A much more reliable method of studying the metal content of weak halo absorbers is to analyse UV and FUV spectra, as obtained with FUSE and HST/STIS. Richter et al. (2009) recently have studied the metallicities in seven low-column density, high-velocity absorbers by comparing the column densities of O I with those of H I. The ratio O I/H I is a very robust measure of the metallicity of the gas, as it does not depend on ionisation effects and dust depletion. In this study, $N_H {\sc i}$ has been derived from FUV absorption data by fitting the higher Lyman series lines in absorption against the quasars, but not from beam-smeared 21-cm emission observations. The UV measurements indicate that, similar to the large IVC and HVC complexes, low-column density halo clouds span an abundance range between 0.1 and 1.0 solar, suggesting multiple (galactic and extragalactic) origins for the absorbers. Also, relative abundance ratios (e.g., Fe/Si) have been used to constrain the enrichment history of these clouds (see Richter et al. 2009). Interestingly, the simultaneous detection of Ca II and other low ions such as O I, Si II, and Fe II in two high-velocity systems towards PHL 1811 imply that the high-velocity Ca II absorbers considered in this study, and the weak UV absorption systems studied by Richter et al. (2009) trace the same population of low-column density halo clouds.

5 Conclusions

In this paper we have presented high-resolution H I observations with the WSRT and the VLA for four lines of sight through the Galactic halo where we previously detected weak low-, intermediate-, and high-velocity gas in Ca II and Na I absorption. Along these four sightlines, we detected one high-velocity cloud (probably belonging to the Magellanic Stream) seen in Ca II and Na I absorption and 21-cm emission. The four other detected features show low-velocity gas ( $v_{\rm dev}<30~{\rm km~s}^{-1}$). One of these systems is likely associated with the IV spur, another one is eventually part of the LLIV arch, both being IVC complexes. For the two remaining clouds, we cannot in the end decide whether they are part of the Milky Way disk or are located in the (lower) Galactic halo. The major results of our study are:

1.
Along all four sightlines our high-resolution H I observations reveal the presence of cold, compact (sub-pc scale, except those associated with the Magellanic Stream) neutral gas clumps associated with Ca II and Na I absorbers. The intermediate- and high-velocity systems are located in the Milky Way halo, whereas the low-velocity features are either located in the lower halo or in the Milky Way disk.

2.
The detected clumps have low peak column densities of $N_{\rm HI}\leq3
\times 10^{19}$ cm-2. This, together with their small angular sizes (1-3 arcmin, typically), suggest that these small-scale H I structures are unseen and/or unresolved in current H I 21-cm all-sky surveys.

3.
The H I line widths of the clumpy structures are relatively narrow ( $1.8 \leq \Delta v_{\rm FWHM} \leq 13$ km s-1), leading to upper limits for the kinetic temperature in the range $T_{\rm kin}^{\rm max}=70{-}
3700$ K.

4.
In all four directions, the quasar sightlines used for the absorption spectra pass the outer envelopes of the clumps or the inter-clump medium, but do not pass the clump cores. The narrow Ca II and Na I absorption along these sightlines demonstrates that additional small-scale structure exists at column densities below the detection limit of the high- resolution H I 21-cm observations.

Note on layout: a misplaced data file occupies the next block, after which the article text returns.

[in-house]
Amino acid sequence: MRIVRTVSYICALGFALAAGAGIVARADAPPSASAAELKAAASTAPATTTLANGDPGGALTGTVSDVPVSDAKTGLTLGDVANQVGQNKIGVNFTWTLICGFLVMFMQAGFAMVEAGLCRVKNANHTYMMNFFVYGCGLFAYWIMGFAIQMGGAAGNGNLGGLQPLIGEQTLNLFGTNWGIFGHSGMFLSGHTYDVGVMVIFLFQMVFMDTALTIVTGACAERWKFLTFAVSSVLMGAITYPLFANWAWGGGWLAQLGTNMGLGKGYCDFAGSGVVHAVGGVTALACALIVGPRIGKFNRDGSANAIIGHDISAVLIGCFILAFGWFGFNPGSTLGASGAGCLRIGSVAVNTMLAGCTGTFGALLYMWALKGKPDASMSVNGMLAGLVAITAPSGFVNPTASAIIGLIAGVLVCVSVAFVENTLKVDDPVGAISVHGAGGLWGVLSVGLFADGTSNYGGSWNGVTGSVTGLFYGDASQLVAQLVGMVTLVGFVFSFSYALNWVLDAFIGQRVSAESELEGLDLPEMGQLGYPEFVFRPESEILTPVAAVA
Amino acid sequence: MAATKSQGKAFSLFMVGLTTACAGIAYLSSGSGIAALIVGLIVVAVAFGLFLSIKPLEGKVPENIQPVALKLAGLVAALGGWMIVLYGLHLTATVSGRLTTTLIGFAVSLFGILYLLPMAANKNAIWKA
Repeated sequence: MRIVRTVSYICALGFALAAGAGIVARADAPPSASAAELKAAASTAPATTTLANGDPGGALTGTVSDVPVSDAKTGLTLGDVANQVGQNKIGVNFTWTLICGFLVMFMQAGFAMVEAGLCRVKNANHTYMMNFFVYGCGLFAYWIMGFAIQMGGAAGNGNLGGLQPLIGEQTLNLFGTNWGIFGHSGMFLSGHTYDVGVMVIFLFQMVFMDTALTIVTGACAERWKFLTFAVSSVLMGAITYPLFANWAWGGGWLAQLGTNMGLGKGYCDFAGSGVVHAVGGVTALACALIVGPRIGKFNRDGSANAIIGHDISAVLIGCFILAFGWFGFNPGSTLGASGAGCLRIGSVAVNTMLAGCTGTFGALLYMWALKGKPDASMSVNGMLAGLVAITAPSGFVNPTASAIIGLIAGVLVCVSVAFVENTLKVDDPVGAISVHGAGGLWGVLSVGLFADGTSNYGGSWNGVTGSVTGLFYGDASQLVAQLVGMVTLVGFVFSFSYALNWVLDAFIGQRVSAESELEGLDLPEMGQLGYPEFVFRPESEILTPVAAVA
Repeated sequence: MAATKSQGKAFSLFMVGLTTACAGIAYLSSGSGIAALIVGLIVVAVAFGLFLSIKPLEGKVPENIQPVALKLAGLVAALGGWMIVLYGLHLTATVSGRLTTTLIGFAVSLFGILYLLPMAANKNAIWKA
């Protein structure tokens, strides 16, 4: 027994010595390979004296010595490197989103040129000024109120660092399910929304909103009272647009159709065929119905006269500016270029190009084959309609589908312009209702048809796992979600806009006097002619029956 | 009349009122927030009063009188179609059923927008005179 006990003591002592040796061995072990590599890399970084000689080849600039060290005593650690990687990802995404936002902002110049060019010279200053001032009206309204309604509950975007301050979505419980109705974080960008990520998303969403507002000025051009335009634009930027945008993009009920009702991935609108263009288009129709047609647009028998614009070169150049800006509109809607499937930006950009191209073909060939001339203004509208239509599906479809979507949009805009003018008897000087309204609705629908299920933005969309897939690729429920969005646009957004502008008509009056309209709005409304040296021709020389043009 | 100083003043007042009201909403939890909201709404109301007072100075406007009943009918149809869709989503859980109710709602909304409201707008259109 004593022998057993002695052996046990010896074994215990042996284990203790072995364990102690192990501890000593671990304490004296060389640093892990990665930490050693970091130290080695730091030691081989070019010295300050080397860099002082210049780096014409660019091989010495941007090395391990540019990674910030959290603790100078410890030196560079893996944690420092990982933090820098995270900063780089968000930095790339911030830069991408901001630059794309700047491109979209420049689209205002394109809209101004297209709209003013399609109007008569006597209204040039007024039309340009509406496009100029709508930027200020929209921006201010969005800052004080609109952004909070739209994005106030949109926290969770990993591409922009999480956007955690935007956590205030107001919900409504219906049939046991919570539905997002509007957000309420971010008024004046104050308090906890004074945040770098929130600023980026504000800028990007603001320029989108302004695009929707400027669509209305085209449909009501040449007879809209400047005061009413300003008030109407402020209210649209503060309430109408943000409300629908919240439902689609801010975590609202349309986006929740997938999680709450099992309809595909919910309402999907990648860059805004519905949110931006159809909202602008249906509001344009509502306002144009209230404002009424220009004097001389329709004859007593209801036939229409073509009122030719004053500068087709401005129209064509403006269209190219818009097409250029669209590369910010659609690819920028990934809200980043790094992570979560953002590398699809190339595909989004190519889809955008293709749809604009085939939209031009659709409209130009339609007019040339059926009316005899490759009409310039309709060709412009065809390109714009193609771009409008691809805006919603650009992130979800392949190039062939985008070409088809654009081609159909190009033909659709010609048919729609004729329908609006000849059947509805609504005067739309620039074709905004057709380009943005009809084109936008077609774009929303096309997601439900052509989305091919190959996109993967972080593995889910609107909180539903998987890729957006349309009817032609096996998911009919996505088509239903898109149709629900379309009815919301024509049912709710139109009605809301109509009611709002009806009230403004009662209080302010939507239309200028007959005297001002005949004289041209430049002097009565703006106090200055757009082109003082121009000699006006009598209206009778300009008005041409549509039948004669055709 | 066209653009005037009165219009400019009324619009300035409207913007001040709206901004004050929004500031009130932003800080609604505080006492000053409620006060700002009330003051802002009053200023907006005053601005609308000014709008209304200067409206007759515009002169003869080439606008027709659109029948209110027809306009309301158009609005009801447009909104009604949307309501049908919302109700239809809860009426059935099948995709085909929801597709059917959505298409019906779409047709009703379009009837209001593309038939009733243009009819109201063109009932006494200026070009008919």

5.
The sky positions, as well as the radial velocities of the halo absorber towards QSO J0003-2323 and QSO B1331+170, indicate a possible association with the Magellanic Stream and IV Spur, respectively. By using available distance information for these halo clouds we are able constrain distance-dependent physical parameters, such as gas mass and thermal pressure. The derived parameters match the values predicted by the models of Wolfire et al. (1995).

Our study indicates that a substantial degree of small-scale structure exists in the neutral galactic halo gas that can only be traced with high- resolution H I 21-cm observations and with quasar absorption-line spectroscopy. The combination of the various data sets shows how important measurements at different wavelengths and resolutions are for a more realistic view of the distribution and physical properties of neutral gas structures in the Milky Way halo.

Using radio synthesis telescopes, we will continue the search for small-scale structures that are not resolved with the Effelsberg telescope. Moreover, we will proceed with our effort to systematically study absorption features in the Galactic halo along quasar sightlines using optical instruments and future space-based UV spectrographs. Such combined high-resolution emission and absorption observations will be crucial for better understanding the spatial distribution of gaseous structure in the inner and outer haloes of the Milky Way and their relation to intervening quasar absorption-line systems at low and high redshift.

Acknowledgements

P.R. and N.B.B. acknowledge financial support by the German Deutsche Forschungsgemeinschaft, DFG, through Emmy-Noether grant Ri 1124/3-1.

References

All Tables

Table 1:   Observational parameters of the high-resolution measurements with the WSRT and the VLA.

Table 2:   Summary of UVES Ca II, Na I and Effelsberg H I measurements towards the four quasars.

Table 3:   Physical properties of the H I clumps in the direction of the quasars J081331+254503, QSO B1331+170 (observed with the WSRT), QSO J0003-2323, and QSO B0450-1310B (observed with the VLA).